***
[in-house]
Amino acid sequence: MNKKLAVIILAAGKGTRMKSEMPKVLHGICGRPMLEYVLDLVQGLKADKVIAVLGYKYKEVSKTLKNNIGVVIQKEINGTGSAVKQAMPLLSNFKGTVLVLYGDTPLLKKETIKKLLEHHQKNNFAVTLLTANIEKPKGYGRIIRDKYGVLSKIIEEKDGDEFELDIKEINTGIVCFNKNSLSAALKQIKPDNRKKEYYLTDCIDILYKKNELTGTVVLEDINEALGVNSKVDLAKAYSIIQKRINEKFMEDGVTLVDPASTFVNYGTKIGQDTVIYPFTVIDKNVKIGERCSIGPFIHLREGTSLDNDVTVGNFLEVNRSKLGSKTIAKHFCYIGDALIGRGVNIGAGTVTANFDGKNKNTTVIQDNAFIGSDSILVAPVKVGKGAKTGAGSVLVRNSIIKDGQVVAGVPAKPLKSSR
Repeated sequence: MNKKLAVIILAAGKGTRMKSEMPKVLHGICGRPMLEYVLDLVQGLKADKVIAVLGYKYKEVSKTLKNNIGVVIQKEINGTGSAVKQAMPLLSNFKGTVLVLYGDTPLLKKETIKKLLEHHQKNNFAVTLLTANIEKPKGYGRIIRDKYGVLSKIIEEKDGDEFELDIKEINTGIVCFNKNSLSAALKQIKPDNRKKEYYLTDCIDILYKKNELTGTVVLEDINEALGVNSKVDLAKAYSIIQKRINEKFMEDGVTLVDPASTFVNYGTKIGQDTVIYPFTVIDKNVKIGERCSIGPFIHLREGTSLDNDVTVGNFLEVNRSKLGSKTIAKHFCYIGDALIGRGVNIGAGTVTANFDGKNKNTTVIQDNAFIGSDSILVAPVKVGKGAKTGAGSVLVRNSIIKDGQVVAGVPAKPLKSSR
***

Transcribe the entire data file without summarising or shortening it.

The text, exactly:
[in-house]
Amino acid sequence: MNKKLAVIILAAGKGTRMKSEMPKVLHGICGRPMLEYVLDLVQGLKADKVIAVLGYKYKEVSKTLKNNIGVVIQKEINGTGSAVKQAMPLLSNFKGTVLVLYGDTPLLKKETIKKLLEHHQKNNFAVTLLTANIEKPKGYGRIIRDKYGVLSKIIEEKDGDEFELDIKEINTGIVCFNKNSLSAALKQIKPDNRKKEYYLTDCIDILYKKNELTGTVVLEDINEALGVNSKVDLAKAYSIIQKRINEKFMEDGVTLVDPASTFVNYGTKIGQDTVIYPFTVIDKNVKIGERCSIGPFIHLREGTSLDNDVTVGNFLEVNRSKLGSKTIAKHFCYIGDALIGRGVNIGAGTVTANFDGKNKNTTVIQDNAFIGSDSILVAPVKVGKGAKTGAGSVLVRNSIIKDGQVVAGVPAKPLKSSR
Repeated sequence: MNKKLAVIILAAGKGTRMKSEMPKVLHGICGRPMLEYVLDLVQGLKADKVIAVLGYKYKEVSKTLKNNIGVVIQKEINGTGSAVKQAMPLLSNFKGTVLVLYGDTPLLKKETIKKLLEHHQKNNFAVTLLTANIEKPKGYGRIIRDKYGVLSKIIEEKDGDEFELDIKEINTGIVCFNKNSLSAALKQIKPDNRKKEYYLTDCIDILYKKNELTGTVVLEDINEALGVNSKVDLAKAYSIIQKRINEKFMEDGVTLVDPASTFVNYGTKIGQDTVIYPFTVIDKNVKIGERCSIGPFIHLREGTSLDNDVTVGNFLEVNRSKLGSKTIAKHFCYIGDALIGRGVNIGAGTVTANFDGKNKNTTVIQDNAFIGSDSILVAPVKVGKGAKTGAGSVLVRNSIIKDGQVVAGVPAKPLKSSR